I am not currently teaching ASL3370: Sign to Spoken English Interpreting.Please note: All information currently available on this site represents work and due dates relevant to a previous semester/course. Please check back during later semesters for updated information on this course. Thank you.
Organization and analysis of an interpreted text
This excellent article explains a cognitive exercise called content mapping, which can be used to visualize a text. Required
A non-SL interpreting related and slightly more academic discussion of information as “discourse architecture.” From the literature in information architecture, ‘topic maps’ visually demonstrate cohesion and the semantic organization of topics. Discourse architecture is a helpful framework for organizing interpreted texts. (Citation: Johnsen, L. (2010). Topic Maps: From Information to Discourse Architecture. Journal of Information Architecture. 2(1). Retrieved from http://journalofia.org/volume2/issue1/02-johnsen.)
Reprinted from Witter-Merithew, A. (2001). Understanding the meaning of texts and reinforcing foundation skills through discourse analysis. In C. Nettles (Ed.), Tapestry of Our Worlds, Proceedings of the 17th National Conference of the Registry of Interpreters for the Deaf, p. 177-192. Required
Although written for interpreter educators, this article by Winston & Monikowski, along with the Content Mapping article above, represent seminal works in ASL interpreter education. The concept of discourse mapping (see also advance organizers [Ausubel] and concept mapping [Novak & Gowin]) has become an important tool in helping interpreters cognitively map (peg, chunk, link, self-monitor) ideas in discoursal texts.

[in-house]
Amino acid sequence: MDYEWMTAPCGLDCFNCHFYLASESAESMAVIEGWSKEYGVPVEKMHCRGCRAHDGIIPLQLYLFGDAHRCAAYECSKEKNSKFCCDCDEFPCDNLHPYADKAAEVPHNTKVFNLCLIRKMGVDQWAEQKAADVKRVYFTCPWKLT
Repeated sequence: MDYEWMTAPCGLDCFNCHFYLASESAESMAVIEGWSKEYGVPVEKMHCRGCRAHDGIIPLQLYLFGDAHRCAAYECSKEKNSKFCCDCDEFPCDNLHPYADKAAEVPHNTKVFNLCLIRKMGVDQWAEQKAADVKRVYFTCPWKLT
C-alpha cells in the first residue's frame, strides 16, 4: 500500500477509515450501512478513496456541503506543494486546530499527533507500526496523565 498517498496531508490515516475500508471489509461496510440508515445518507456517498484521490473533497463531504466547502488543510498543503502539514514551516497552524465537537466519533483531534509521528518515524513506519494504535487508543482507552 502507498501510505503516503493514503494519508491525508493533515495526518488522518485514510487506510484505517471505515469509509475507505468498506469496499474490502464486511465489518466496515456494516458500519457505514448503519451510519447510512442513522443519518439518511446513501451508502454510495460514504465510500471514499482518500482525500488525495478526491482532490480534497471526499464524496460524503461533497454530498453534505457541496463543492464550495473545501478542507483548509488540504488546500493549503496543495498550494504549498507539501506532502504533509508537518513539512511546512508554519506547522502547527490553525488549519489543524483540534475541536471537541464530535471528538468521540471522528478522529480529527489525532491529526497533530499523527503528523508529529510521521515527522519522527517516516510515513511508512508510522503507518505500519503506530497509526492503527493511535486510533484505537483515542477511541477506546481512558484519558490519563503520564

This two-page handout taxonomizes four types of spoken English cohesion and transitional devices: additive, adversative, causal, and sequential transitions. Helpful in organizing mind/discoursal maps.
Colonomos’ “orange sheet.” This diagram helps to explain where, how, and what meaning is derived in a speaker’s/signer’s discourse. All of these constituent domains add up to a speaker’s/signer’s intention. (Don’t download this unless you lose the orange copy handed out in class.)
Again, another article from the world of design and user experience, “mind maps enable association-based thinking in a non-linear (think: “non-English”) way.” What principles in this article about design are applicable to interpreter thinking?